A comparison of velopharyngeal function measures in dysarthria

By M. McHenry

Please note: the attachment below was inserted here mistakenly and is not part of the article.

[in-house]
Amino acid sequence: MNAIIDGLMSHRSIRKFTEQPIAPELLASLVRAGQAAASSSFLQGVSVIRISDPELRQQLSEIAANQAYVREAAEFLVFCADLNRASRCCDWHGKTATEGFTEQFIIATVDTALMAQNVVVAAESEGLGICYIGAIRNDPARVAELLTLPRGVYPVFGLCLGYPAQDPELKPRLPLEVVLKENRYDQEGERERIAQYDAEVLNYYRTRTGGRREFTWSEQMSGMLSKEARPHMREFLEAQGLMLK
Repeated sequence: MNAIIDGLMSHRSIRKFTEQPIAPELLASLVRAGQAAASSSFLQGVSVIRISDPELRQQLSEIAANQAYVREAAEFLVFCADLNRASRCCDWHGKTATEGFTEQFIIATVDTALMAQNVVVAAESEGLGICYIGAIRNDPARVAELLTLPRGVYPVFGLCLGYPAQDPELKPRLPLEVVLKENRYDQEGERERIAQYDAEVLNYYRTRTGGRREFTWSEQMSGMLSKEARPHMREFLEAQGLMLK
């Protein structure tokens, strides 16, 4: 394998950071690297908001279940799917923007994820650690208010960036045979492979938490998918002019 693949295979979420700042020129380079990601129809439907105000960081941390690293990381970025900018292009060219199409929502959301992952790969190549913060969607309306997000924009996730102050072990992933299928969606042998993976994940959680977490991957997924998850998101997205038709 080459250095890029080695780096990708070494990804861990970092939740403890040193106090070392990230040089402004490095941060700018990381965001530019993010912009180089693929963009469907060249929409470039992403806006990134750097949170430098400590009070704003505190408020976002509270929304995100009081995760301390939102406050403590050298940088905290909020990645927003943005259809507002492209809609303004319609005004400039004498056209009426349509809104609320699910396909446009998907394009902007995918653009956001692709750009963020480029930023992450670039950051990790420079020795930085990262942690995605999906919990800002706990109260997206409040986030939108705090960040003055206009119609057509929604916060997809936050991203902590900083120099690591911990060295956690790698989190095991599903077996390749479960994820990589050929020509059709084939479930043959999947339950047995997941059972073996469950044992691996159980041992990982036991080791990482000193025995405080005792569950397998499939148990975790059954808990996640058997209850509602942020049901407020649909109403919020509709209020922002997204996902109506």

Participants were 22 individuals, 15 males and 7 females, who had sustained a severe traumatic brain injury.†† While wearing the Nasometer headset (Kay Elemetrics), participants repeated a non-nasal passage at soft, typical and loud levels.Data were recorded on digital audio tape using separate oral and nasal channels.To obtain pressure-flow measures used to calculate velopharyngeal orifice area (Warren and DuBois, 1964), participants repeated ^”hamper^‘ syllable trains at the same loudness levels.Nasal airflow, nasal air pressure, and intraoral pressure were captured and digitized.Separate Pearson product moment correlations were performed to assess the relationship between nasalance and velopharyngeal orifice area for each loudness condition.No significant relationship was found for any condition.The lowest correlation was in the soft condition.†† For typical loudness, in 10 of 22 cases, nasalance was abnormally high while velopharyngeal orifice area was within normal limits (i.e., < 5 mm2).In another 10 cases, nasalance results paralleled velopharyngeal orifice area.The remaining two cases evidenced atypical patterns.It is clear that differences exist between aerodynamic and acoustic assessment of velopharyngeal function.The differences may be based on task, dysarthria type, or an interaction of the two.